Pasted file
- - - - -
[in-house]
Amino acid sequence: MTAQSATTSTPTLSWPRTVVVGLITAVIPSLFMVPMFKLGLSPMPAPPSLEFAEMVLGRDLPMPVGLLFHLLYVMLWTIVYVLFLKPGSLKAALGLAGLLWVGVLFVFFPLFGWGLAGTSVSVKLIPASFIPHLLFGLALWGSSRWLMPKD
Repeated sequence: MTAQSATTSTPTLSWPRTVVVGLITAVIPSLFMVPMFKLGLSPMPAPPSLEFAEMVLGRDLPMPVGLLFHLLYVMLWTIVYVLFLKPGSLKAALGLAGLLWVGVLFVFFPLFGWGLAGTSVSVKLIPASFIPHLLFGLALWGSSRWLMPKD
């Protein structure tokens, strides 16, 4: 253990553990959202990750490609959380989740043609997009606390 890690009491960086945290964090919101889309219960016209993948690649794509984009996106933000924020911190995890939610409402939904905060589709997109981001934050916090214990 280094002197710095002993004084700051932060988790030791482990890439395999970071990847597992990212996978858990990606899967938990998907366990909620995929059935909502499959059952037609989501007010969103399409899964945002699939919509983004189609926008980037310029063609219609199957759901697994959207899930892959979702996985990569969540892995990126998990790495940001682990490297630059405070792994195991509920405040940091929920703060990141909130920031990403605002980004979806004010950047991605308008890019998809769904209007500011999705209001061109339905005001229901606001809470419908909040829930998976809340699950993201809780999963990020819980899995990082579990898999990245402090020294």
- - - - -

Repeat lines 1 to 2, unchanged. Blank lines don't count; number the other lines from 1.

[in-house]
Amino acid sequence: MTAQSATTSTPTLSWPRTVVVGLITAVIPSLFMVPMFKLGLSPMPAPPSLEFAEMVLGRDLPMPVGLLFHLLYVMLWTIVYVLFLKPGSLKAALGLAGLLWVGVLFVFFPLFGWGLAGTSVSVKLIPASFIPHLLFGLALWGSSRWLMPKD